Friday, October 12, 2012

Random Thoughts VI

If I seem busy these next few days, there are a few reasons:

- I've been busy doing a little support writing for two of my previous books, and reading the ms for another book.

- I've been prepping for game (a little) and painting minis (a lot). I've finally ripped my way through phase 1 of painting a group of minis I need for a big "Saturday night special" type encounter. I've almost run out of Strong Tone Quickshade, though, from sheer volume of painting and that time I knocked over the can.

- I've been editing my megadungeon (aka fixing areas players haven't reached yet) to ensure it's a better, more open gaming experience for my players. Not that it's been bad so far. I just realized I could have done some things better, so I did them in areas not yet reached.

- I've been really annoyed by typos, missed entry keys, and inverted maps in old AD&D stuff I looked at. Half of it seems like it was kicked out the door without anyone checking to see if stairs A and B between levels 1 and 2 even line up. Or if two of the three maps were "North up" and the third was "South up." Annoying.

But here are a few things around the web you shouldn't miss:

- Beedo has some great thoughts on running a megadungeon in general, and in specific.

- Man-Ape menace!


  1. Something I keep meaning to ask: what, to you, defines a "megadungeon" as opposed to a dungeon? Is there a hard dividing line based on size, or is it a matter of ethos?

    1. The definition is a little vague - people use it in different ways. I think it combines both size and ethos.

      "Size" in that it's so big, it's not reasonable to think of it in terms of clearance. It shouldn't be practical for a group of adventurers to clear the dungeon and keep it clear, and be sure they've gotten everything. It's also big in the sense of "can contain anything." Think the mines of Moria here.

      "Ethos" in the sense that it's meant to be an unclearable raiding ground. It could be central to the game (most of the game is centered on raiding it) or peripheral (sometimes, you need to take a trip to the megadungeon to look for something in its vast depths). If you treat it like any other dungeon (go in, raid it, kill the boss, never come back) it's just a dungeon. It needs to be almost forbidding in its mysteries and depths, and played that way.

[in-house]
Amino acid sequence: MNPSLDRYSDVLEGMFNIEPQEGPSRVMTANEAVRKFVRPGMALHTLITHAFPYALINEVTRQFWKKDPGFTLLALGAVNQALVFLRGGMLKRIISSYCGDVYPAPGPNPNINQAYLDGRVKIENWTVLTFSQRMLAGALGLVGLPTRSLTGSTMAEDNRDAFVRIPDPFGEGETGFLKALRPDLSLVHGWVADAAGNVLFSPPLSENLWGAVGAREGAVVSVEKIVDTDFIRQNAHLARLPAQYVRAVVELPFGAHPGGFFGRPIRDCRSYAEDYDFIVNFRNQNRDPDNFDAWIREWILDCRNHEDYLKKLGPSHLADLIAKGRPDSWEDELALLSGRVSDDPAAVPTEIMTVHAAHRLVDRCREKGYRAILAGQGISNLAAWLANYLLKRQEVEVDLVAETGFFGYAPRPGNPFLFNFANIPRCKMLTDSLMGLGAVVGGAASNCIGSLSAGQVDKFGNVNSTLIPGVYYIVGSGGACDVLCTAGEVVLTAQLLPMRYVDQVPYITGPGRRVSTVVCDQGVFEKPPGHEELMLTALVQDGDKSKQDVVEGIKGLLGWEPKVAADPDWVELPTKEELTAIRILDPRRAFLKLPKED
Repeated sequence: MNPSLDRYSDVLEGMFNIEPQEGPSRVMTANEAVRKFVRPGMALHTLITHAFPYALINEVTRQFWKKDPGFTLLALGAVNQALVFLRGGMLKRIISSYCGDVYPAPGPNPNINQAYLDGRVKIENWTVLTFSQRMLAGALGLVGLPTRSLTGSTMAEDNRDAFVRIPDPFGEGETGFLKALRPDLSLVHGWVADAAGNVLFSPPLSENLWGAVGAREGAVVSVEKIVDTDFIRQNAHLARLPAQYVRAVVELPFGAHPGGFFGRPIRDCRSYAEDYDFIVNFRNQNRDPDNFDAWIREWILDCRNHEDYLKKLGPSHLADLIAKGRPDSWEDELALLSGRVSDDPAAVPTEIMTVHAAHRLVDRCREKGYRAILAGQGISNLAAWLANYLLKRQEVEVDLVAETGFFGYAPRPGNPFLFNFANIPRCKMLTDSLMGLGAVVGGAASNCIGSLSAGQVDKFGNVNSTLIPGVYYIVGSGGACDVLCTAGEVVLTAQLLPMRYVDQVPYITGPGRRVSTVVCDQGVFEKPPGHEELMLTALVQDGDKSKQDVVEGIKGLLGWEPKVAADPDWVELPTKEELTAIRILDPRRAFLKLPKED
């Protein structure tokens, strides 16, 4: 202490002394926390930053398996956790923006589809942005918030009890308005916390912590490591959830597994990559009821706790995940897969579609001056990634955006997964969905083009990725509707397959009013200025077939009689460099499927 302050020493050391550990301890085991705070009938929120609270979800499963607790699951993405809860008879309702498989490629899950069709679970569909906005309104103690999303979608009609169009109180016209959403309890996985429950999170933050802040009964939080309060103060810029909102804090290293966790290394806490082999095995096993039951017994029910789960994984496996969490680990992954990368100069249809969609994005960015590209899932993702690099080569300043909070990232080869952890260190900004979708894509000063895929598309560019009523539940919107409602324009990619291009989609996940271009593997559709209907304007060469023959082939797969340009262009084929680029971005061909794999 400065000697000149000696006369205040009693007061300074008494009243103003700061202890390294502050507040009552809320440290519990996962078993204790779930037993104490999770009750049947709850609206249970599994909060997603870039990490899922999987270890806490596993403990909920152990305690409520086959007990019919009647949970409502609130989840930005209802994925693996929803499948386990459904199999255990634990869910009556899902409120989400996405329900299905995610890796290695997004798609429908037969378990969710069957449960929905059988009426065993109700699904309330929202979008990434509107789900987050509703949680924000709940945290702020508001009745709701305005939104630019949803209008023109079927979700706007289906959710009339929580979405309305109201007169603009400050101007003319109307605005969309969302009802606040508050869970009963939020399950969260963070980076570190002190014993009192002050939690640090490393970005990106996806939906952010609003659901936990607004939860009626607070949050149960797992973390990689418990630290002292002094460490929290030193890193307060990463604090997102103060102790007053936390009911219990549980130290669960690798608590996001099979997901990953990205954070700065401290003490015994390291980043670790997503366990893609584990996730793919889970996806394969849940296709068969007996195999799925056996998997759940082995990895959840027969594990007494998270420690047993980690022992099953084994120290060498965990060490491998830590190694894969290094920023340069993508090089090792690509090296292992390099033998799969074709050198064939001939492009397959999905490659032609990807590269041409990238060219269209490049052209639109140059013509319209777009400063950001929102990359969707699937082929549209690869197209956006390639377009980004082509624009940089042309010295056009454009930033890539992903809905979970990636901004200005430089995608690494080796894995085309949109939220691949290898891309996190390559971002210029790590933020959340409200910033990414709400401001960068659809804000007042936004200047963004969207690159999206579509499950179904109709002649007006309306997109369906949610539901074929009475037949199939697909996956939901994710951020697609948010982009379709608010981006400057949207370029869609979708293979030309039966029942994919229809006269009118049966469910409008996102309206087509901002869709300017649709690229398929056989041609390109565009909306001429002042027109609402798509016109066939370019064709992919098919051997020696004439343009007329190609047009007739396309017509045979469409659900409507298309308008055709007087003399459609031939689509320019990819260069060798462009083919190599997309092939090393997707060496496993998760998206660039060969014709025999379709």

All IMO.

      For me, my dungeon is meant to be so big you can't clear it, you can't rule out the presence of anything, it's the central adventuring area of the game, and its existence is based more on out-of-game desire (episodic raiding instead of continuous emergent story driven campaign).

    2. I think "a self-healing dungeon" is the biggest difference from the games I remember - while one might occasionally find that somebody'd moved into a cleared area, generally that didn't happen, and once that dungeon had been exhausted the party moved onto the next one. Sounds as though your type of megadungeon will always be restocking itself where the adventurers aren't.

    3. That's an important element. It will restock - although it restocks where the adventurers are, and aren't, equally. If the PCs clear a valuable chokepoint, others may move in even if it stays high-traffic. Areas left alone will evolve whether PCs go there or not.

      So, yes, it's a "living" dungeon, not just a series of pre-stocked encounters that won't respond to PC involvement.


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